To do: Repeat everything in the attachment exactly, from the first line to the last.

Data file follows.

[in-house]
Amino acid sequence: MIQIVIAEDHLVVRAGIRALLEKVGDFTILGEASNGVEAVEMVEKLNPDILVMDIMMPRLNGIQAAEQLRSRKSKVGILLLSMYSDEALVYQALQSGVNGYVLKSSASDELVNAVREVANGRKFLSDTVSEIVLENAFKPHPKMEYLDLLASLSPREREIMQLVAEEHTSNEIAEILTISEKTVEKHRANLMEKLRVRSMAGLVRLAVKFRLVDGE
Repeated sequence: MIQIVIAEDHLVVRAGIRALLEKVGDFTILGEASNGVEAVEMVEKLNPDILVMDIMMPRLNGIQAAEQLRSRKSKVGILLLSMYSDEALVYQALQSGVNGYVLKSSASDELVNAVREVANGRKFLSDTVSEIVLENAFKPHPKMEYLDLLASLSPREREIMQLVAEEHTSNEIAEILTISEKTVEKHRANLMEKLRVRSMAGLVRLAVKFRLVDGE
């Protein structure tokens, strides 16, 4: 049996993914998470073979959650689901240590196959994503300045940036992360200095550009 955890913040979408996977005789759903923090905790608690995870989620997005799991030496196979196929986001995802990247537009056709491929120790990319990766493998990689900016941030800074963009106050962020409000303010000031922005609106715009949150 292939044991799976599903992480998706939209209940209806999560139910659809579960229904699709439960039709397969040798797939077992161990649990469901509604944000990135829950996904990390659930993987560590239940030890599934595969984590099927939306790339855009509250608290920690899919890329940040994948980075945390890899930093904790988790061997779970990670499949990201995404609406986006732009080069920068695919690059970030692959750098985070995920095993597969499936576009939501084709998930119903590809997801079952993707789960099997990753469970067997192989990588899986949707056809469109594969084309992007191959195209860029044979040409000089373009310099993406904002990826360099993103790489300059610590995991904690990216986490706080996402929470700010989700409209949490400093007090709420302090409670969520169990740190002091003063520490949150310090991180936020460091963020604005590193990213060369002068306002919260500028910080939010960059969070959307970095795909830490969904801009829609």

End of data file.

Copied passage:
[in-house]
Amino acid sequence: MIQIVIAEDHLVVRAGIRALLEKVGDFTILGEASNGVEAVEMVEKLNPDILVMDIMMPRLNGIQAAEQLRSRKSKVGILLLSMYSDEALVYQALQSGVNGYVLKSSASDELVNAVREVANGRKFLSDTVSEIVLENAFKPHPKMEYLDLLASLSPREREIMQLVAEEHTSNEIAEILTISEKTVEKHRANLMEKLRVRSMAGLVRLAVKFRLVDGE
Repeated sequence: MIQIVIAEDHLVVRAGIRALLEKVGDFTILGEASNGVEAVEMVEKLNPDILVMDIMMPRLNGIQAAEQLRSRKSKVGILLLSMYSDEALVYQALQSGVNGYVLKSSASDELVNAVREVANGRKFLSDTVSEIVLENAFKPHPKMEYLDLLASLSPREREIMQLVAEEHTSNEIAEILTISEKTVEKHRANLMEKLRVRSMAGLVRLAVKFRLVDGE
């Protein structure tokens, strides 16, 4: 049996993914998470073979959650689901240590196959994503300045940036992360200095550009 955890913040979408996977005789759903923090905790608690995870989620997005799991030496196979196929986001995802990247537009056709491929120790990319990766493998990689900016941030800074963009106050962020409000303010000031922005609106715009949150 292939044991799976599903992480998706939209209940209806999560139910659809579960229904699709439960039709397969040798797939077992161990649990469901509604944000990135829950996904990390659930993987560590239940030890599934595969984590099927939306790339855009509250608290920690899919890329940040994948980075945390890899930093904790988790061997779970990670499949990201995404609406986006732009080069920068695919690059970030692959750098985070995920095993597969499936576009939501084709998930119903590809997801079952993707789960099997990753469970067997192989990588899986949707056809469109594969084309992007191959195209860029044979040409000089373009310099993406904002990826360099993103790489300059610590995991904690990216986490706080996402929470700010989700409209949490400093007090709420302090409670969520169990740190002091003063520490949150310090991180936020460091963020604005590193990213060369002068306002919260500028910080939010960059969070959307970095795909830490969904801009829609």